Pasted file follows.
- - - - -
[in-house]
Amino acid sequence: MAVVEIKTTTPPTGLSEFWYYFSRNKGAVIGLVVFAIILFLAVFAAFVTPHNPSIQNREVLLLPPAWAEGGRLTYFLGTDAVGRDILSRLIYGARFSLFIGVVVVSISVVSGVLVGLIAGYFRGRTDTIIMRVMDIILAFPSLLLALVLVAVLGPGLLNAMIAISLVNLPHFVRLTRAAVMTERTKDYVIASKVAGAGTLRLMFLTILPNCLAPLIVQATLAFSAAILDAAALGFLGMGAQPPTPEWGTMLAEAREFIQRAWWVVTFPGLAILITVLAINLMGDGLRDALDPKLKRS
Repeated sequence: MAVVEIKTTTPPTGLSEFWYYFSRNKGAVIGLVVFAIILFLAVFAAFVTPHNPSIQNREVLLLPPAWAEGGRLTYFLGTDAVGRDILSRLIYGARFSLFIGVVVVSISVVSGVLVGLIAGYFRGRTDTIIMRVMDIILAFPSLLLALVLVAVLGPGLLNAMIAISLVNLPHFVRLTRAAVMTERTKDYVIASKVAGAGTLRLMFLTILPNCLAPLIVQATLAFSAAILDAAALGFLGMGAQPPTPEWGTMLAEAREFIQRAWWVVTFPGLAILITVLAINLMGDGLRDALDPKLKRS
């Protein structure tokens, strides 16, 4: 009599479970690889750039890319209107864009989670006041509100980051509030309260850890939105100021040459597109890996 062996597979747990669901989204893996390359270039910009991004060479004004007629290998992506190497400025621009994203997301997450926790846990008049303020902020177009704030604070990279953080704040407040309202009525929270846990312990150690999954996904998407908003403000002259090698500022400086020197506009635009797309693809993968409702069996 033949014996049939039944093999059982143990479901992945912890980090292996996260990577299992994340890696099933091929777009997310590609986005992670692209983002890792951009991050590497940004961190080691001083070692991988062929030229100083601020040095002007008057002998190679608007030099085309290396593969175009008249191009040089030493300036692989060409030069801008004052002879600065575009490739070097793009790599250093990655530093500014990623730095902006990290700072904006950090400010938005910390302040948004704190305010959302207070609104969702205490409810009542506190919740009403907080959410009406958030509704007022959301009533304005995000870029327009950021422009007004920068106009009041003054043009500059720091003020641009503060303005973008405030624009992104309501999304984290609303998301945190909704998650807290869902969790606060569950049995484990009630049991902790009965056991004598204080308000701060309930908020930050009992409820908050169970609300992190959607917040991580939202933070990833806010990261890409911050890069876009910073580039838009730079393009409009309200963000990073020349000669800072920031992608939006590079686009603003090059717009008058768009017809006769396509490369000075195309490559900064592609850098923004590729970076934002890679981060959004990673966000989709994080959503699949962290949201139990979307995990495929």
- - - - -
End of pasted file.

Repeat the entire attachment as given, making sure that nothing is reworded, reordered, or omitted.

[in-house]
Amino acid sequence: MAVVEIKTTTPPTGLSEFWYYFSRNKGAVIGLVVFAIILFLAVFAAFVTPHNPSIQNREVLLLPPAWAEGGRLTYFLGTDAVGRDILSRLIYGARFSLFIGVVVVSISVVSGVLVGLIAGYFRGRTDTIIMRVMDIILAFPSLLLALVLVAVLGPGLLNAMIAISLVNLPHFVRLTRAAVMTERTKDYVIASKVAGAGTLRLMFLTILPNCLAPLIVQATLAFSAAILDAAALGFLGMGAQPPTPEWGTMLAEAREFIQRAWWVVTFPGLAILITVLAINLMGDGLRDALDPKLKRS
Repeated sequence: MAVVEIKTTTPPTGLSEFWYYFSRNKGAVIGLVVFAIILFLAVFAAFVTPHNPSIQNREVLLLPPAWAEGGRLTYFLGTDAVGRDILSRLIYGARFSLFIGVVVVSISVVSGVLVGLIAGYFRGRTDTIIMRVMDIILAFPSLLLALVLVAVLGPGLLNAMIAISLVNLPHFVRLTRAAVMTERTKDYVIASKVAGAGTLRLMFLTILPNCLAPLIVQATLAFSAAILDAAALGFLGMGAQPPTPEWGTMLAEAREFIQRAWWVVTFPGLAILITVLAINLMGDGLRDALDPKLKRS
């Protein structure tokens, strides 16, 4: 009599479970690889750039890319209107864009989670006041509100980051509030309260850890939105100021040459597109890996 062996597979747990669901989204893996390359270039910009991004060479004004007629290998992506190497400025621009994203997301997450926790846990008049303020902020177009704030604070990279953080704040407040309202009525929270846990312990150690999954996904998407908003403000002259090698500022400086020197506009635009797309693809993968409702069996 033949014996049939039944093999059982143990479901992945912890980090292996996260990577299992994340890696099933091929777009997310590609986005992670692209983002890792951009991050590497940004961190080691001083070692991988062929030229100083601020040095002007008057002998190679608007030099085309290396593969175009008249191009040089030493300036692989060409030069801008004052002879600065575009490739070097793009790599250093990655530093500014990623730095902006990290700072904006950090400010938005910390302040948004704190305010959302207070609104969702205490409810009542506190919740009403907080959410009406958030509704007022959301009533304005995000870029327009950021422009007004920068106009009041003054043009500059720091003020641009503060303005973008405030624009992104309501999304984290609303998301945190909704998650807290869902969790606060569950049995484990009630049991902790009965056991004598204080308000701060309930908020930050009992409820908050169970609300992190959607917040991580939202933070990833806010990261890409911050890069876009910073580039838009730079393009409009309200963000990073020349000669800072920031992608939006590079686009603003090059717009008058768009017809006769396509490369000075195309490559900064592609850098923004590729970076934002890679981060959004990673966000989709994080959503699949962290949201139990979307995990495929």